Codes for Business
It is quite surprising to us that many companies, even some with
very high volumes of product movement have not switched to barcode
labeling. Having the ability to scan as many items as necessary
1) insure accuracy of product picked
2) maintain dynamic inventory
3) automatically generate shipping
labels, corrected packing lists and manifests. This can take a company that
is fighting shipping deadlines, to one that can keep pace with today’s
One of the primary expectations is
accuracy. Often, a customer only has to receive the wrong product or
quantity once before he decides to switch to the competition – even if he
has to pay more for the service than he believes he should.
We were reminded of this fact when
we recently visited the distribution center of a very large, highly visible,
international sporting goods company. We were surprised to see the very
large floor space between 2 receiving doors (now rendered unusable) and
product aisles, overflowing with randomly stuffed boxes and piles of
returned products. Our embarrassed tour guide explained that many of their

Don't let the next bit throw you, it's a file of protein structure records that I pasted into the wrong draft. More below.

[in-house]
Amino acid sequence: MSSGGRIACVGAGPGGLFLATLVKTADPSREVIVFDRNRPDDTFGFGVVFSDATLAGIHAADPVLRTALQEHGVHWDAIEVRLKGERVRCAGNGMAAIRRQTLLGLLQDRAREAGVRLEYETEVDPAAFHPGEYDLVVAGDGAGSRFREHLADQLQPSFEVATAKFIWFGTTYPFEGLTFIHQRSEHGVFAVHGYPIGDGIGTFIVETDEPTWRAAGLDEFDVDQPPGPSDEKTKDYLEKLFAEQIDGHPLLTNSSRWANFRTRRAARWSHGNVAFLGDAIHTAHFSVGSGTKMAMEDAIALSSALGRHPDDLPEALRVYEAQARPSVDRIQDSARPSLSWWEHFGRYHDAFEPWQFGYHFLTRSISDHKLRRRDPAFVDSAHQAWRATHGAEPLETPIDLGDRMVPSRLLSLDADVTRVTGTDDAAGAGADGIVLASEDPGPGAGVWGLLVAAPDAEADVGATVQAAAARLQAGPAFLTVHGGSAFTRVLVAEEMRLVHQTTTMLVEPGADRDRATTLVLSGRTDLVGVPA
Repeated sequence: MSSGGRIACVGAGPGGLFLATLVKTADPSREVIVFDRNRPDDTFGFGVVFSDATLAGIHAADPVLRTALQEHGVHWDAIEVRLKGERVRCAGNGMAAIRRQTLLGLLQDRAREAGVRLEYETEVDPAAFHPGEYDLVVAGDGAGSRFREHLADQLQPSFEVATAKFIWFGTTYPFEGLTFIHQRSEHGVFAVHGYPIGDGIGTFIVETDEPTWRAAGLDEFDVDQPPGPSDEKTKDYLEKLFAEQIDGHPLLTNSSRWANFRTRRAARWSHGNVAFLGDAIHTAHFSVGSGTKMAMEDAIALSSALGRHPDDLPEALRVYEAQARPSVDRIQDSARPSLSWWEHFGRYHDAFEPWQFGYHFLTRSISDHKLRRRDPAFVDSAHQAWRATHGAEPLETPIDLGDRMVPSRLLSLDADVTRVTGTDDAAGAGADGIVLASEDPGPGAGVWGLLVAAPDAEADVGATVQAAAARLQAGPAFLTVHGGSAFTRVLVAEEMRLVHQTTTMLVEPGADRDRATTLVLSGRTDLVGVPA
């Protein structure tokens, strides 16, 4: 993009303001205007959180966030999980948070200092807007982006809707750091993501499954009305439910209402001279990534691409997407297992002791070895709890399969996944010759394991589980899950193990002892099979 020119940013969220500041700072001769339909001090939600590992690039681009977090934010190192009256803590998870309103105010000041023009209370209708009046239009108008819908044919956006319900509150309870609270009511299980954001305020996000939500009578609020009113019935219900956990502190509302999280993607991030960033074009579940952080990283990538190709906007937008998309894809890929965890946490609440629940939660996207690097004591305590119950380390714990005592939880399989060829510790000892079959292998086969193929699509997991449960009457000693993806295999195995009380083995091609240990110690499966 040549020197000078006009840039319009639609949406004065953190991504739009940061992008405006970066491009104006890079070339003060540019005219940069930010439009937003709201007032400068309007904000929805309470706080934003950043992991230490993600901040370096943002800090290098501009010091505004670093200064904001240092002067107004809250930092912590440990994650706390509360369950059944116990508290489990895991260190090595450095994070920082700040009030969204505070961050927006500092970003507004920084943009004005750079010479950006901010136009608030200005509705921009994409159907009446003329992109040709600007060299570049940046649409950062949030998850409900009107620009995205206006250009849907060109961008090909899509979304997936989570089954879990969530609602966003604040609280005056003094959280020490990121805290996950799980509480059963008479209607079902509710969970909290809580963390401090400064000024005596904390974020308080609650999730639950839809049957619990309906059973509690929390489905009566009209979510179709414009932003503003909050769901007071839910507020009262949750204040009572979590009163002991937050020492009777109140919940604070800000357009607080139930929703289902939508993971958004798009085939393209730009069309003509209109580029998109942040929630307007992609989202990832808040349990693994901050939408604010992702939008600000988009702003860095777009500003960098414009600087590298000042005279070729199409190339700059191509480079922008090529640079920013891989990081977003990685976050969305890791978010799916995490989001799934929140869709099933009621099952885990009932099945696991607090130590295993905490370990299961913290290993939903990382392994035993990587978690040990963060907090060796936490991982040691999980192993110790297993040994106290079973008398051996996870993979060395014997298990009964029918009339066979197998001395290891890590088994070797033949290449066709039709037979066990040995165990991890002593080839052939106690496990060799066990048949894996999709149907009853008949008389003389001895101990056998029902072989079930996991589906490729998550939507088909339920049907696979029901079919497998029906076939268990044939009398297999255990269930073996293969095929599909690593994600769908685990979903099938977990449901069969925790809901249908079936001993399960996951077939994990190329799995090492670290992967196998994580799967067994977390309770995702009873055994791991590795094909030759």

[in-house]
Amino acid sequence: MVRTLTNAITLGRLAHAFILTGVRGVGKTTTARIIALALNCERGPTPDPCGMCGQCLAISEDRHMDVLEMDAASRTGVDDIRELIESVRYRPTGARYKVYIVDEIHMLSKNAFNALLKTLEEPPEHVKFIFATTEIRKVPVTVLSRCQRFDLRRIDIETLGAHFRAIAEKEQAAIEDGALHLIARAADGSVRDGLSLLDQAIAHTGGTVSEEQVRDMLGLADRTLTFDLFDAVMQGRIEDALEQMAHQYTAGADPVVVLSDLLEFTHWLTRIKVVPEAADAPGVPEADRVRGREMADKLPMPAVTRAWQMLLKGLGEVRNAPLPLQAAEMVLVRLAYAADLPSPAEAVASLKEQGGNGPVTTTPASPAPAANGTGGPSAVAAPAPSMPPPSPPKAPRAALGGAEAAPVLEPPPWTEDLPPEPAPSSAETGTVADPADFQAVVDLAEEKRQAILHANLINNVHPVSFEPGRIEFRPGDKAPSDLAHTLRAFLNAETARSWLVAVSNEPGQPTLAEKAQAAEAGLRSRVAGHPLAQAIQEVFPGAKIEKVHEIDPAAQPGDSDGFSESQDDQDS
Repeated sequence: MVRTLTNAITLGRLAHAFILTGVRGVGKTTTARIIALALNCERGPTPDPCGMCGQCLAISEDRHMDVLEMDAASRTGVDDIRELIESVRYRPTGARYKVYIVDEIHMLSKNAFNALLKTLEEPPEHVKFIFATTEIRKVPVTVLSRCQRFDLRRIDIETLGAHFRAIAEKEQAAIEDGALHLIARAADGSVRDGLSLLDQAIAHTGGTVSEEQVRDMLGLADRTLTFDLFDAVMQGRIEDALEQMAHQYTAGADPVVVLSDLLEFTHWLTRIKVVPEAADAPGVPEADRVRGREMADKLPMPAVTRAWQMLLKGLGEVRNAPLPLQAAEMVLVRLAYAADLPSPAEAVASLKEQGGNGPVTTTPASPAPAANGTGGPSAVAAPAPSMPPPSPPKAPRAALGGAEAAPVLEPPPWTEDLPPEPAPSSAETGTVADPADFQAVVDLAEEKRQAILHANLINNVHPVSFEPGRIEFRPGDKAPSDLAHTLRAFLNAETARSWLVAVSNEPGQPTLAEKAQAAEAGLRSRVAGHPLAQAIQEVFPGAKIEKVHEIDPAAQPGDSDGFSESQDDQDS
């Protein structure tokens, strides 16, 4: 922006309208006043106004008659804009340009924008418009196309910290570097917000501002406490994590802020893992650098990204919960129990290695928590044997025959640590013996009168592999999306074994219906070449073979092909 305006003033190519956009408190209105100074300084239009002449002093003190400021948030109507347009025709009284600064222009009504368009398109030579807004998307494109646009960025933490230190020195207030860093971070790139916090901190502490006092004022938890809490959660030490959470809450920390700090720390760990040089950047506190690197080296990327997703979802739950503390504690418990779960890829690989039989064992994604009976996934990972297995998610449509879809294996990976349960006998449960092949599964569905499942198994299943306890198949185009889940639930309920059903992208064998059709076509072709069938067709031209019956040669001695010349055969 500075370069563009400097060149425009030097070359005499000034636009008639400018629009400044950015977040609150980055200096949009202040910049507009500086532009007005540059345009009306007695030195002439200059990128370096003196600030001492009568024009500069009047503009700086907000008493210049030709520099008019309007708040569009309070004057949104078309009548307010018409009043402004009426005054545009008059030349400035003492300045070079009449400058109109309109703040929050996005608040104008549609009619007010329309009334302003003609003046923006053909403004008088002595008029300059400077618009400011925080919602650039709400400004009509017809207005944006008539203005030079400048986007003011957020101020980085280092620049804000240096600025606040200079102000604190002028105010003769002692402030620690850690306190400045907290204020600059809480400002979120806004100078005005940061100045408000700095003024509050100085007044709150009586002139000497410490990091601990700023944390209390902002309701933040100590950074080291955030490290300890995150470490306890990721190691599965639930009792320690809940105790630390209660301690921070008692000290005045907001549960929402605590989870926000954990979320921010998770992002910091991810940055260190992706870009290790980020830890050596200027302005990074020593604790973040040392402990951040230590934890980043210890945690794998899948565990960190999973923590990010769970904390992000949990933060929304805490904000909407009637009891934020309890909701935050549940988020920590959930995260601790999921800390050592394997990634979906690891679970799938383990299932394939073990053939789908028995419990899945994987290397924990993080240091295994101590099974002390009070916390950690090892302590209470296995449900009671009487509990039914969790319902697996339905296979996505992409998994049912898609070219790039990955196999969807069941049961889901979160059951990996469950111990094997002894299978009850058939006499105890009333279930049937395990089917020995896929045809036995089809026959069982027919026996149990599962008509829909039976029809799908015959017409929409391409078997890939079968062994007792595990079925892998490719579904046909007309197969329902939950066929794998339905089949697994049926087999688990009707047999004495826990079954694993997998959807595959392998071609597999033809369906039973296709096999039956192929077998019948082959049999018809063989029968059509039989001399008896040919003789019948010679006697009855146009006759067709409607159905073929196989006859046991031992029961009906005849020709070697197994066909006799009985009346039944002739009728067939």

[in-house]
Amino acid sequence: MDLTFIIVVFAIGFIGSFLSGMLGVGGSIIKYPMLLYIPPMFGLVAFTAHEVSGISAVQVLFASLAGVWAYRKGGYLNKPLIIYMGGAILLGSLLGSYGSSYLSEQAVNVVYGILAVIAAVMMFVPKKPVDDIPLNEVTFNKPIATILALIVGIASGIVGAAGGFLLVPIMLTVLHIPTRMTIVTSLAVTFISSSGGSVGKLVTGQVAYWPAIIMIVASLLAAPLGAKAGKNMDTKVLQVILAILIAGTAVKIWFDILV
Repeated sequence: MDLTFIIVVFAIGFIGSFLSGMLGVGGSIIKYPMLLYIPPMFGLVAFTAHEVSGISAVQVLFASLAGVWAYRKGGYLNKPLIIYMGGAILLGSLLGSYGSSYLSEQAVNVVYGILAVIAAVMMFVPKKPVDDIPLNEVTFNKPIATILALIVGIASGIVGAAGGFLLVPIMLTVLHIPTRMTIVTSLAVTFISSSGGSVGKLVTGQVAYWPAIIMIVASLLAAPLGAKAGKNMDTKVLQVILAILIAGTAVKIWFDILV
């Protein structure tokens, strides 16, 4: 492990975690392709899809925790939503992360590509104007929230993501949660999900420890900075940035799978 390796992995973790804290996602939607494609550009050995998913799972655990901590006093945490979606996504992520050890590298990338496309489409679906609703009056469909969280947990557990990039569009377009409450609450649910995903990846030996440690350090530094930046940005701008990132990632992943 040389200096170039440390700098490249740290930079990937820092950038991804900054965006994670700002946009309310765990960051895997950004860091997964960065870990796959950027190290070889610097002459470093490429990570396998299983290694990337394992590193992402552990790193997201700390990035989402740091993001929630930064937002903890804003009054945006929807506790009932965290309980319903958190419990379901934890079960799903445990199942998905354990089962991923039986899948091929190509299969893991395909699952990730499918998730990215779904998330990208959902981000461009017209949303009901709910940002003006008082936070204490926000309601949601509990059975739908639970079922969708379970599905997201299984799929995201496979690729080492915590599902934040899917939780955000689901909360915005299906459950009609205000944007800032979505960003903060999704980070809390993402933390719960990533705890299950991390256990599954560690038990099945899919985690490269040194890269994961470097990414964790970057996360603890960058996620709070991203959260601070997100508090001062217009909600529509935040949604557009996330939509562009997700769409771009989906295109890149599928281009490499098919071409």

shipments to customers were late and/or inaccurate.
Eliminate the errors
Most picking errors occur when the
picker incorrectly selects product from the wrong slot, especially easy to
do when dealing with large numbers of small and/or similar items. The ideal
fulfillment system has scannable labels on each carton, item and slot.
However, even without carton and item labels, the scanning of slot barcodes
alone, using completely automatic laser or radio-frequency (RF) scanners
with each pick, will provide almost 100% assurance against errors. Note:
slots that are high in the air can have coded positions keyed to labels that
are reachable from floor level.
The picker scans the slot (and
the product or carton if labeled), picks the number of items in that line
for this order, scans the labeled receptacle into which they are placed, and
manually enters the quantity, or scans one item as many times as necessary
for correct count. (Ideally, this is done as a blind count.) If any of these
scans does not match the order information, the error message is given, and
the picker is immediately aware that a mistake has been made. Note: this
complete verification eliminates the need for checkers except for the
occasional QC checking dictated by company policy.